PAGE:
Aside from the start cylinder and finish line, a TAT has a cylinder around each turnpoint with a radius defined by the CD at the time the task is declared, whether at the pilot’s meeting, at the flight line or after takeoff and prior to opening of the task. To achieve a score for a completed task, you must penetrate the perimeter of each turnpoint cylinder and your logger must have at least one data point within the turnpoint cylinder. This requires some knowledge of the frequency of data points of your GPS logger to ensure that you are within the turnpoint cylinder for the number of seconds required by your logger to record a data point.

A TAT is a speed task, not a distance task. While this seems elementary, some pilots fly deep into a turnpoint cylinder in weak or sinking conditions in order to increase the number of miles flown. However, the cost of working weak thermals to make distance miles significantly increases the time on course and reduces the average speed for the task. This is a real detriment in a TAT.

As each turnpoint has a relatively large cylinder associated with it, it provides an opportunity to fly a course line that will maximize use of visible areas of lift (typically clouds, other thermaling ships or a line of dust devils). Thus, it is possible to deviate significantly left or right of a direct course line to optimize use of lift and achieve a higher speed for each leg. The additional distance achieved if one penetrates the turnpoint cylinder left or right of course line is generally beneficial if one can work strong thermals or can fly along lines of reduced sink, or even lift, by such deviation. Penetrating deep into a turnpoint cylinder is almost never warranted unless there are obvious signs of the same or better lift than the lift encountered to the turnpoint or better than the lift expected along the next leg.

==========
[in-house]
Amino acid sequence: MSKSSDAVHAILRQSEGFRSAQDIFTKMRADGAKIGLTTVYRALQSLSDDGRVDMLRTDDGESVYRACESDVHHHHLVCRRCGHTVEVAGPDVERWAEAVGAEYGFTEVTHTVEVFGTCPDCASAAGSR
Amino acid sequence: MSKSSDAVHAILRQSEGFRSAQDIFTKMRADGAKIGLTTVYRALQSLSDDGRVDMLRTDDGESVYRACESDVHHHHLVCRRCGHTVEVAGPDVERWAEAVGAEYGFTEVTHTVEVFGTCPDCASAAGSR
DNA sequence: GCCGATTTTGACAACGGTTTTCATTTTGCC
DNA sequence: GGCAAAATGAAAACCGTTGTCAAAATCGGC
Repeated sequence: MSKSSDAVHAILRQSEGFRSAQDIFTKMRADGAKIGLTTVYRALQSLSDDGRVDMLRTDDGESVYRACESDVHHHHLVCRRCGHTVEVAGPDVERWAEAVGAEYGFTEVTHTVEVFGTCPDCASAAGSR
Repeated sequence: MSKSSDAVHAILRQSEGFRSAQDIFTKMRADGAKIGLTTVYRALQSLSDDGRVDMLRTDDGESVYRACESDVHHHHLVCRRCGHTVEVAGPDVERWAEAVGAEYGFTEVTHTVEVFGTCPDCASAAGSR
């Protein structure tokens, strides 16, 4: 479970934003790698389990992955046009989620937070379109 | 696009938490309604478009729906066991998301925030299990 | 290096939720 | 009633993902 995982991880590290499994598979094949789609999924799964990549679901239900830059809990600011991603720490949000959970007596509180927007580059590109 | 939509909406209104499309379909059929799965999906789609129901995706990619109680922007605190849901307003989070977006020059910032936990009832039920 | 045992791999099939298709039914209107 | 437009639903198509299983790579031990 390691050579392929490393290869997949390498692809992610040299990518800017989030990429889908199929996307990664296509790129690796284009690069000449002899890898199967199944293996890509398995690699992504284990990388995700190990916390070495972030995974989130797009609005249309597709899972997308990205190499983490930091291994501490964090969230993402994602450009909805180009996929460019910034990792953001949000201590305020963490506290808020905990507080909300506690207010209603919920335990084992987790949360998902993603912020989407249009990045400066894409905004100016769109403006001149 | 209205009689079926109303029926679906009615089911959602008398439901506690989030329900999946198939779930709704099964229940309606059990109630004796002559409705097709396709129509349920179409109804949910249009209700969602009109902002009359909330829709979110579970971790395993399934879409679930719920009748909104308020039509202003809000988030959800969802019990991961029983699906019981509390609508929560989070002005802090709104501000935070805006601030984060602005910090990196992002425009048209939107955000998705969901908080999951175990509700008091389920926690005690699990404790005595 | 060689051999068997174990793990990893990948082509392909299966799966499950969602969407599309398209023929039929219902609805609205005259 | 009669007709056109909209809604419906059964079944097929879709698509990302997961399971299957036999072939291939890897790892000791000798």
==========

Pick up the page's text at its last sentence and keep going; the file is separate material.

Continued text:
A TAT usually has at least two turnpoints. In selecting a course line to a turnpoint, the pilot should take into consideration the expected course line along the next leg. Thus, if the next leg has visible signs of good lift along it, the location for penetrating the perimeter around a turnpoint should be adjusted. That way, you will be as close as possible to the line of lift along the next leg and thereby avoid as many areas of sink as possible. If the line of lift extends a significant distance into the turnpoint cylinder, you might consider flying deeply enough into the turnpoint cylinder to intersect the line of lift close to where it begins and thereby have a longer leg in lift.

A TAT can be flown on any of many different levels. You could simply nick each turnpoint cylinder and hope that your time is not too far under the minimum time as the speed achieved is a function of such minimum distance flown divided by the minimum time. Or you could make decisions as to which turnpoint cylinder(s) to penetrate the deepest as a function of the perceived level of lift in each of the turnpoint cylinders to increase the distance while working the best lift or lines of lift to and from each turnpoint. Thus, the TAT allows you the freedom to choose a course line with a likelihood of lift and thereby reduces the chance of landing out.

With complexity comes freedom. With freedom comes elation.

© C.R. von Hellens, 2006